Daddy by Sylvia Plath by Bijay Kant Dubey SignUp
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Literary Shelf Share This Page
Daddy by Sylvia Plath
by Bijay Kant Dubey Bookmark and Share

Daddy, how to take to Sylvia Plath’s ‘Daddy’? In her daddy, we see it the picture and image of a loving father under whose care one grows it, more especially the daughter. How the words echoing, daddy, daddy, daddy? It is not others’ daddy, but that of Sylvia, only Sylvia Plath. In her daddy we see it the nervous mind, the nervous heart of a woman. How is the pulsating heart of a daughter when she takes to the ways of the world she knows it not as growing under the care, affection and sympathy and bonding of her father? How did he leave them and go away abruptly? Now how to live without? To whom call daddy? How to forget the times spent under his care? The black shoe is an image as well a nostalgia which she feels it. Where home? Where is she? How her tongue? What she is peaking in? How the heart of Europe? What it outside the periphery of England and America? What wrong is it in Germany? How did it wreak havoc? How the destruction of war brought in its trail a travesty of death and destruction? Who was Hitler? How his image haunting us? How to take to the whole gamut? How the photograph of Hitler? And how to view him? So does she think of her father. How did he do the self-destruction of his? Why did he not visit the doctor earlier? A diabetic he must have taken care of. He did not hear it which but was his obstinacy as Hitler was. Had he heard, Hitlerism would not have turned into a tyranny.

Have you a schoolgirl calling her daddy with love? Similar is the case here with Plath. She is complaining against, she is calling with love. Where is her daddy? Where has he gone away?

In her father she sees it Adolf Hitler, the Aryan saga and the craze for the swastika. How was his figure? How did the American and German interests clash with? How did he look it alike? When he scolded her, how did she react to? A strict father, what did it happen to him? Why did he not understand his disease in time? It took time and diabetes wreaked it havoc ending him brutally. The horror of death, the terror of death, she could not forget it, carried it along to visit and re-visit them. How tragic did it turn their life? How the shadow of her father haunted her as she could not forget him?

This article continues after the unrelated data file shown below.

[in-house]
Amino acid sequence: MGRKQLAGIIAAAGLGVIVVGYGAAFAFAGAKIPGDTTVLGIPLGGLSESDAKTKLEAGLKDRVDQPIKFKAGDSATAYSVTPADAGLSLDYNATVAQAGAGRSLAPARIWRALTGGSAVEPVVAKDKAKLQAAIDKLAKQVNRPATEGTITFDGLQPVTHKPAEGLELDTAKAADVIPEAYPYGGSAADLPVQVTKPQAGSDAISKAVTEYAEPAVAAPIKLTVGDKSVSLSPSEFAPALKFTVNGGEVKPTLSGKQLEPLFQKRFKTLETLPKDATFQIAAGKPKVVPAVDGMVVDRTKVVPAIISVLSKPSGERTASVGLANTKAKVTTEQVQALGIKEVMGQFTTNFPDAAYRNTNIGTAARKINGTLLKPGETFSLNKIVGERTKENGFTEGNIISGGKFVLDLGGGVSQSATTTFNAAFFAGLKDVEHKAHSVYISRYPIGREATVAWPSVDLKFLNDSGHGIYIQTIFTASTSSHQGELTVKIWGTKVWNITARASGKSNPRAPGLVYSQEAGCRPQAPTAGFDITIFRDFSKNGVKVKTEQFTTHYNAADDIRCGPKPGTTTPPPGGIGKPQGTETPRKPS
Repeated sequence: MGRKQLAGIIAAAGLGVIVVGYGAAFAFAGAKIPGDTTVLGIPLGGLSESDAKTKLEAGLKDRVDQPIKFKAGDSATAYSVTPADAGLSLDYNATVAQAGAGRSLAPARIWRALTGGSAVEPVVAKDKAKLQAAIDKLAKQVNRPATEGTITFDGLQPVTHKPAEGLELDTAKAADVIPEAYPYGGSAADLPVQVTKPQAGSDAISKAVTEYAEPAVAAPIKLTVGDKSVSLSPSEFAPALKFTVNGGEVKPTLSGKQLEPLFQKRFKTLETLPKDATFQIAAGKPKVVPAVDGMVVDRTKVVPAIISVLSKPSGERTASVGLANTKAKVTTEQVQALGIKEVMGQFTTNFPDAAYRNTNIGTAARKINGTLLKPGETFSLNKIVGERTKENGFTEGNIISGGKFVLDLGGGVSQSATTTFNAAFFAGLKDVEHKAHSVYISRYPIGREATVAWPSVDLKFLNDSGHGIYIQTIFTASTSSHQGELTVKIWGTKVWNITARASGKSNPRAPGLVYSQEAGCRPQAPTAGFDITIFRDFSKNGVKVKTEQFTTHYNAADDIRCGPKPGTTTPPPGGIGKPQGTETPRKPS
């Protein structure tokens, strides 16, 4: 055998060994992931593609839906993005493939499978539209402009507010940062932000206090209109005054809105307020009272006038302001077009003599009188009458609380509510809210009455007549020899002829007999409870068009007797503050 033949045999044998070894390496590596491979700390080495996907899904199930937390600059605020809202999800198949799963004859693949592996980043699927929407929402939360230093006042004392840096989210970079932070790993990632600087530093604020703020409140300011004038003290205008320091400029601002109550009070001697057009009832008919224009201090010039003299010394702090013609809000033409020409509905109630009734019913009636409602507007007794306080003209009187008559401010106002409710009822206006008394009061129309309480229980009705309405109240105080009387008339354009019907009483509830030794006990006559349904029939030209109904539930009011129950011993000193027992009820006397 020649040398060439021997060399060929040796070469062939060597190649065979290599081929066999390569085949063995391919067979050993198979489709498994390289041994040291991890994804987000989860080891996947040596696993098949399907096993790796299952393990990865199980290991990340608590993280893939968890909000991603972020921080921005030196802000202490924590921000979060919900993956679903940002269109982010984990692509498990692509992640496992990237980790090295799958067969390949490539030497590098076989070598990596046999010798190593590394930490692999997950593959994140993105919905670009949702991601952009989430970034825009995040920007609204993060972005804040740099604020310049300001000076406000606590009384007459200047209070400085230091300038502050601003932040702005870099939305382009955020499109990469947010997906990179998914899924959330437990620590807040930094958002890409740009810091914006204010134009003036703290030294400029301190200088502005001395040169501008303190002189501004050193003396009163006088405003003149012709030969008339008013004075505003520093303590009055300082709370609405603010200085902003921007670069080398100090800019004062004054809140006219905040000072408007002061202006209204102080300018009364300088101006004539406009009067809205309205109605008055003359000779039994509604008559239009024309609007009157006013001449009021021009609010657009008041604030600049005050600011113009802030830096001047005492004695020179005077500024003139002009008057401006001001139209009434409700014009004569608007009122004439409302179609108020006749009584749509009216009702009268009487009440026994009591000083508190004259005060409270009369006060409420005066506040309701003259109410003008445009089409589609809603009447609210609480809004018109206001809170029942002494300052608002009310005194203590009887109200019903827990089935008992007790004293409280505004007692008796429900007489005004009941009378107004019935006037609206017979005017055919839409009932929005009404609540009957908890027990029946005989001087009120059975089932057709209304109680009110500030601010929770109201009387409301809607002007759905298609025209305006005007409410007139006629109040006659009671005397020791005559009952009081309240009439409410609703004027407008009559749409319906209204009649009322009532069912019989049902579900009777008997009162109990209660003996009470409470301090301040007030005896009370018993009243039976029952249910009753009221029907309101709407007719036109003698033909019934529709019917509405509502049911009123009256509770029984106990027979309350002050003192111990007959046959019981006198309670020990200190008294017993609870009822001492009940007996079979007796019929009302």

How to read the feelings of a nervous girl and that too a psychiatric girl? How the care and anxiety of hers? How the discomfort she feeling it? If this be as such, how could Hughes leave all alone and could not be with? How could he be so hard of heart? Should he have not taken care of all that she needed it? Was Hughes not cruel and callous? How did he divorce here? How could he not read her loneliness! How could he choose another one for an affair leaving her forsaken and shocked! Hughes too had been jealous of her. He could not give love and care to Plath who needed it utmost.
Daddy is a confessional poem, an autobiographical chit never written in such a way before. In her daddy, the picture of his, we find it the love of a daughter for her father. Images and pictures of childhood conjure upon the mind’s plane. How was her daddy? How had it been the times? How did she lose him? Now where to get his affection and sympathy? This happens with us and we as human beings do not try to feel the pains of the other man’s daughters.